This is how to make mawatas, or silk hankies. Each hankie is a single Bombyx mori cocoon attenuated (spread out) into a large square; these are easy to spin, and can also be used in textile arts such as papermaking and felting.

The original name, mawata, comes from Japanese, and means "to spread around." This form of silk was originally used as padding inside winter kimonos and other garments, as well as being spun into yarn.

To begin, the cocoons are placed in a crock pot for about 30 to 45 minutes, in a solution of 1 gallon water, 1/4 cup Orvus paste, and 1/4 cup washing soda. The cocoons will want to float; it helps to dunk them a few times to get them good and wet. The solution dissolves the sericin, or silk gum, that holds the cocoons together. The cocoons are done when they can be easily squished out of shape, but take them out before they become formless blobs. Be careful handling the cooked cocoons, as they are hot, and sometimes filled with hot water. It can squirt out and surprise you. Ask me how I know, eh?



This is the cocoon after it comes out of the simmering degumming solution.



I wiggle the end open, without breaking or cutting the fibers, and take the bug out.



This is what comes out - each one gives up a dead pupa, and a piece of caterpillar skin.



Then, I begin to stretch out and attenuate the cocoon. I can't show the part where I hook one corner on a post sticking out of the frame, then spread it out to hook on all the other posts, because I'm taking these pictures myself and it's a two-handed operation.




Here's a stack of about a dozen cocoons that I've spread out on the frame, one on top another. The frame that I'm using is made from 4 eight-inch stretcher bars, used for stretching canvas, and four little picture-hanger pegs that are like a nail on both ends.



This is a side view; you can see the thickness it builds up. After I've made a good stack of them (usually about ten or so) I rinse them in the sink with clean water until they stop sudsing, then rinse with a solution of citric acid in water to remove any traces of the alkaline washing soda, and then I rinse with Milsoft, a special silk fabric softener. The acid and Milsoft rinses are easiest to do with a bowl and a cup; I hold the frame over the bowl, and pour the solutions through the hankies using the cup. When rinsing, be careful not to rub the stack of hankies, as it can tangle the fibers between the layers.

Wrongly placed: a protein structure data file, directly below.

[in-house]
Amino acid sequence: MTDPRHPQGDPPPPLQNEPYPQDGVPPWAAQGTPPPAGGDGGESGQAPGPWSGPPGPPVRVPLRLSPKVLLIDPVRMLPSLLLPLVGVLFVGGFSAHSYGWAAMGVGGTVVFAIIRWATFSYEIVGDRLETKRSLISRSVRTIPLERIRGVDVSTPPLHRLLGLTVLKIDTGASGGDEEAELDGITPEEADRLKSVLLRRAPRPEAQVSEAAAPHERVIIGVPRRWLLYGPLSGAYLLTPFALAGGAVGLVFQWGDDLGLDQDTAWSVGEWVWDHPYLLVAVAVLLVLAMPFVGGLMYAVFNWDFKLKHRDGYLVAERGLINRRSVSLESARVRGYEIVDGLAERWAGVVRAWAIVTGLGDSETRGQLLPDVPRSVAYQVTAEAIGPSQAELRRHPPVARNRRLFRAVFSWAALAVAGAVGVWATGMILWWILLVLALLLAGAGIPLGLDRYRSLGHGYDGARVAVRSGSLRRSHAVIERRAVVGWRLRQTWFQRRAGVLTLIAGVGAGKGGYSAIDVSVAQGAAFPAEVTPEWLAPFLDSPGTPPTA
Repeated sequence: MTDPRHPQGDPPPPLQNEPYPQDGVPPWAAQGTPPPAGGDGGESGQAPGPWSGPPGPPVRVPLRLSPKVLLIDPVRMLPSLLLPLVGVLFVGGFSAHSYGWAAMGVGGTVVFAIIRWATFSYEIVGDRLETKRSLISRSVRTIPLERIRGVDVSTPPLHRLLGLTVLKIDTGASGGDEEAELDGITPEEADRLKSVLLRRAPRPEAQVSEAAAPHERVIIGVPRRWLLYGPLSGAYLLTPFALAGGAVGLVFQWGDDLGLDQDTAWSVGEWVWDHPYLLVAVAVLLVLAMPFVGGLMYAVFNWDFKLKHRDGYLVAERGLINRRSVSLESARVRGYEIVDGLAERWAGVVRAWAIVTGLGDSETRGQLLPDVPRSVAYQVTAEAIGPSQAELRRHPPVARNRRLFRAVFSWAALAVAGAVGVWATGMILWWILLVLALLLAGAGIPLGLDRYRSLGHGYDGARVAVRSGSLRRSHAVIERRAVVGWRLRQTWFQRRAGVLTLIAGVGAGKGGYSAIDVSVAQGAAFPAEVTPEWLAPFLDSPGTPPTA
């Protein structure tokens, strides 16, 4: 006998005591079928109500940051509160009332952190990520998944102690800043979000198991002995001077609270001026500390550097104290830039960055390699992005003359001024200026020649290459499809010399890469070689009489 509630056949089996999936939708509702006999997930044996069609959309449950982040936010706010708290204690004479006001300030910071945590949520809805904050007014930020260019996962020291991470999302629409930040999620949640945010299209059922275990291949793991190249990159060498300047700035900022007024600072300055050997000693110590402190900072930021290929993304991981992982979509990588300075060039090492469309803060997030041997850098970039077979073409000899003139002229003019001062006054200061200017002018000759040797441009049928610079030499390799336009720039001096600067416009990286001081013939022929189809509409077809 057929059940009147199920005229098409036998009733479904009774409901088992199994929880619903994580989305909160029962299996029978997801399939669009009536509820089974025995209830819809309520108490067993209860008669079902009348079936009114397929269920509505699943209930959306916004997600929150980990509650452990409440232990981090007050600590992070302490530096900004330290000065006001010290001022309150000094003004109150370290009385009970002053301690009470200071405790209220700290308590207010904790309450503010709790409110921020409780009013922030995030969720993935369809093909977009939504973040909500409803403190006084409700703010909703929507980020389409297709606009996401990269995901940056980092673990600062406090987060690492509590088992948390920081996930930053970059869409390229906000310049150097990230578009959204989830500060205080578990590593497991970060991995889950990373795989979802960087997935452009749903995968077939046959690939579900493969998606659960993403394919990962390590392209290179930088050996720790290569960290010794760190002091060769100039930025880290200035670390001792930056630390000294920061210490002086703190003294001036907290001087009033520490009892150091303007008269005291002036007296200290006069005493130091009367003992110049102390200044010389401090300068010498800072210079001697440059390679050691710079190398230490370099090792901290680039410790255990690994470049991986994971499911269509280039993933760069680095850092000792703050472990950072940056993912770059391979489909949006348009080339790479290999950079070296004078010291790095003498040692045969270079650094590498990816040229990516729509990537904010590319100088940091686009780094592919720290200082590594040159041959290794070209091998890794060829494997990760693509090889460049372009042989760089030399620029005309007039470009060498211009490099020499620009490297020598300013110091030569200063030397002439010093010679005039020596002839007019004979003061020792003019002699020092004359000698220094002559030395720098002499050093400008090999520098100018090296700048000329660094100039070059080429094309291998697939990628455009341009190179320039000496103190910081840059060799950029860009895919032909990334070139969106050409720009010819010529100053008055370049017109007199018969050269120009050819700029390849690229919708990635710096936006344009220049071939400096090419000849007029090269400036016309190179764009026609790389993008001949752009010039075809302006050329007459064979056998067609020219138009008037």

I don't have a photo of the next step yet. I turn the frame hankies-down on a piece of absorbent toweling (I use one of those Super-Shammy cloths, but paper towels work too) and free the hankies from the frame. I use a dinner fork to pry the stack of hankies off the prongs of the frame, keeping the whole stack together. Once all the corners are free, I lift the frame off, and put another layer of toweling on top of the hankies, and roll and squeeze them to help them dry. Then, I hang the completed stack up to dry thoroughly.



This is a single mawata (one cocoon worth), after it's dried. The patch that didn't spread out smoothly is the cradle - the last bit of silk that the worm spun before changing its skin inside the cocoon. My mawatas aren't quite as smoothly spread out as the commercial version; the commercial ones are a lot more consistently spread than this, and the edges are thinner. The difference is pretty much impossible to tell once they're spun up. As with many textile techniques, practice helps a lot.

A few suggestions and variations:

In order to spin from hankies, separate out a single layer, then put your hands through the center. Stretch the hankie out into a big donut of fiber, and then keep pre-drafting it out until it's as thin as you like. Roll the fiber into a little bird's-nest, make up as many as you like, and then you're ready to go! It is difficult to draft this fiber if even a hint of twist works its way into the drafting zone, because the fibers are so long. Hankies are excellent as a carry-around project, because the fibers don't fly away and get on things like many silk preparations can. Hankies naturally make a slightly textured yarn, with occasional slubs and a lower sheen.

Amy Singer of shows how to spin silk hankies here - with a link to!

Carol Weymar has an excellent tutorial on spinning from silk caps here; the technique is very similar.

If you have hankies that have been dyed (or if you dye your own!) you can preserve the colorways by stretching the hankie horizontally in one whole piece instead of punching through the center. If a hankie is dyed in striped areas of color, stretching opposite of the stripes will keep patches of separate colors in the roving, while stretching in the direction of the stripes will blend the colors more.